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About MapRef41N93W

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    Seattle Yannigan

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  1. The idea of an NJPW expansion into the U.S., beyond just running a few shows in major markets every year, never made any sense to me. People find that idea exciting because they like NJPW, the Japanese promotion with Japanese stars that's run in a distinctly Japanese fashion. But that's not something that can be imported to the U.S on a full-time basis. It literally isn't possible. So I guess the mistakes they've made with the shows they've done so far don't seem too significant to me, because they've basically already taken it as far as it will ever go.
  2. There's no doubt in my mind that Meltzer is pulling for AEW to succeed, given that some of his favorite people in the industry are involved in it, and the fact that a new major promotion is bound to generate the kind of intrigue he makes a living reporting on (as we've already seen). But is there any specific evidence that Meltzer hasn't been covering this story accurately? Has he gotten something wrong? Has he failed to report something that he should have? Has he spun anything especially blatantly? Or do people just have a general hunch that he's too close to those guys to be trusted?
  3. I'm trying to think of exceptions to this--Giant Baba, maybe?
  4. It gets worse: Meltzer actually mails this kind of thing directly into people's homes. And he's been doing it for decades!
  5. The Observer sometimes sends emails to subscribers when they have a bunch of new posts on a big story. The posts are not ads. Covering the run-up to an event is not the same as promoting it.
  6. No. The email had links to f4wonline.com posts about AEW, including one about the on-sale dates for Double or Nothing tickets being announced. If that kind of post counts as shilling, then just about every wrestling news website is on the take right now.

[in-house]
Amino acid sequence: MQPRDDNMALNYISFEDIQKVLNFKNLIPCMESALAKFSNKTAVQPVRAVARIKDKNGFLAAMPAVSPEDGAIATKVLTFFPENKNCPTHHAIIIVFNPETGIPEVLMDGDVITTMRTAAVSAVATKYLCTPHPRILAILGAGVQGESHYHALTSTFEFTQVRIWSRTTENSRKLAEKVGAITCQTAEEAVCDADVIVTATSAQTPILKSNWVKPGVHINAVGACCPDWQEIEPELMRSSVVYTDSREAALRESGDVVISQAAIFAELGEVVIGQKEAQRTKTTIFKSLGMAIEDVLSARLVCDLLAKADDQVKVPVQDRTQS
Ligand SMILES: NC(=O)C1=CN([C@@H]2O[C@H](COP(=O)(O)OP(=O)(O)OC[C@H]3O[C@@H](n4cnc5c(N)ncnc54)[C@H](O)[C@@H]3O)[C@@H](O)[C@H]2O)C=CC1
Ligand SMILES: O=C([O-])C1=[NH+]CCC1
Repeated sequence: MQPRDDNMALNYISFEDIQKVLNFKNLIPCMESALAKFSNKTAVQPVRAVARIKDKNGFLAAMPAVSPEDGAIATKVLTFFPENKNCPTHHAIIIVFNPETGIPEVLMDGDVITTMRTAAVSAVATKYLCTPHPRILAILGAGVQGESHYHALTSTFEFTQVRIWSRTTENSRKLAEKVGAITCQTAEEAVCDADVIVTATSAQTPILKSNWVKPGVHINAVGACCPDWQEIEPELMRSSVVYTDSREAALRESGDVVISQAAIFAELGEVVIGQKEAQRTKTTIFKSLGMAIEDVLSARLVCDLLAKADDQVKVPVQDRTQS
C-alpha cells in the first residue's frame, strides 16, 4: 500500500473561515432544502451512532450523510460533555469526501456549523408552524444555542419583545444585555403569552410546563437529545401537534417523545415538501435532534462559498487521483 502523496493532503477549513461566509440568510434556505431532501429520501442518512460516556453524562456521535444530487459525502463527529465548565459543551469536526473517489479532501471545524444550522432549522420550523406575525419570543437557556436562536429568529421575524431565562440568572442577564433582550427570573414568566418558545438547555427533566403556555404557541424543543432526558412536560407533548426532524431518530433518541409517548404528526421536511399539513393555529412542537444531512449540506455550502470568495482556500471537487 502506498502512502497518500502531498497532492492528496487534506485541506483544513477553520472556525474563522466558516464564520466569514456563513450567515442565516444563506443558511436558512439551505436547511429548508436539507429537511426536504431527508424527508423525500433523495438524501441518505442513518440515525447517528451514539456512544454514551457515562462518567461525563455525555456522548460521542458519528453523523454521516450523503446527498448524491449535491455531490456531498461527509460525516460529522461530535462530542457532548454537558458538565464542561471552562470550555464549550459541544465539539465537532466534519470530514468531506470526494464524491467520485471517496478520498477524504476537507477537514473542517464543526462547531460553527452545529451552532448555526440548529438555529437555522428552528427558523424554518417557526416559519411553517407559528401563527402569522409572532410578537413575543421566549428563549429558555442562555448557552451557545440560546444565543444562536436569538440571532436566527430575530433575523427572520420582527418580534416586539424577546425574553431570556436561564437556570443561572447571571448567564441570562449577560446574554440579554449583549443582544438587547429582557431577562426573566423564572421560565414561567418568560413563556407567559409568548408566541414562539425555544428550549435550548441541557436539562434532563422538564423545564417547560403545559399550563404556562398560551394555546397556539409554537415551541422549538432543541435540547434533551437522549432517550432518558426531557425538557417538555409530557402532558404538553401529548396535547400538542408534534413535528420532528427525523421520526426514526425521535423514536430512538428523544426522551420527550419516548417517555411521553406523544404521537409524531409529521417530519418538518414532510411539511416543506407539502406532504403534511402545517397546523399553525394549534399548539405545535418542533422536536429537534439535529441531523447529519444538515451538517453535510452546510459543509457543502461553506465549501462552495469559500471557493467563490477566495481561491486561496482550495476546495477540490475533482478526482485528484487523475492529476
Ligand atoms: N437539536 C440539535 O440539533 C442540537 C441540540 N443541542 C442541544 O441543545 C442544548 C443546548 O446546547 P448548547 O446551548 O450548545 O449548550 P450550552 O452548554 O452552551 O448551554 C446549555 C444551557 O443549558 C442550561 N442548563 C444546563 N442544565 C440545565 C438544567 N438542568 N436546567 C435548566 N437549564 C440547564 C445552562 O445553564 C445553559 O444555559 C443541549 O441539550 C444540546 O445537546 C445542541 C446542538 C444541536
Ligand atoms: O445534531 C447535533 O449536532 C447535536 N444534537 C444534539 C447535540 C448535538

7. He didn't actually do this, and you hit the "like" button on a post where I pointed that out. What gives, man.
  8. If the email I got is the one you're talking about, it doesn't have any ticket sale links. All the links are to f4wonline.com converage of AEW news.
  9. Let me try a different angle. AxB suggested that it would be better to hire Austin Aries than Del Rio, Swagger, or Ryback because, unlike them, Aries can be relied on to have good matches. Then he said that "most wrestling fans like wrestling shows because of the wrestling that happens on them." Can you see how someone could believe those things, without believing that most wrestling fans care about "matches for matches sake"?
  10. OK, but do you realize this is not remotely the same thing as saying that "most people watch wrestling for entertaining characters and storylines not the actual matches" and "wrestling has always been an entertainment show with wrestling as the backdrop"?
  11. I see people say this sometimes, and it always strikes me as completely insane. If it were true, it would mean three things: 1. For decades, untold thousands of people have flocked to pro wrestling shows despite not particularly caring about or enjoying pro wrestling itself. 2. For decades, promoters have been putting on shows that consist mainly of the part of pro wrestling most fans don't especially enjoy. 3. For decades, wrestlers have been enduring immense pain, destroying their bodies, sometimes hastening their own deaths, all for the sake of the part of the show that fans don't really care about. I understand that wrestling fans, particularly in the U.S., tend to gravitate toward big personalities and dramatic storylines that often take place substantially outside the ring. But those storylines almost always build anticipation for, and play out partially in, wrestling matches. I don't see how anyone would enjoy the storylines if they weren't interested in watching the matches. It would be like saying that kung-fu movie fans care about the storylines but not the fights, or that fans of musicals care about the characters but not the songs. It makes no sense, because in their respective genres, these things are effectively inseparable. (It's not at all like saying that fans of medical dramas don't want to watch surgery.) If the idea is just that most fans don't care to see match after match without any interesting characters or stories at all, then of course that's true, but that's much different from saying that most fans watch for characters and stories and not the actual matches.
  12. Youtube videos with suggestive thumbnails tend to rack up the views--there are Beyond Wrestling intergender match videos with literally tens of millions of views for that reason. If that were a lucrative crowd to cater to, Beyond would be nipping at WWE's heels, not AEW.
  13. Kinda funny that, with "cara" meaning "face" in Spanish and "noir" meaning "black" in French, with French or Spanish word order the name Cara Noir translates to "black face". Probably not a name a U.S. indie wrestler would have chosen (or so one would hope).
  14. I think this post sums it up perfectly: it's entirely possible for a super-talented wrestler to get a prominent spot in WWE, and rack up a bunch of accomplishments that look great on paper, without having very much of it actually be any good. That's what I would predict for Omega in WWE.
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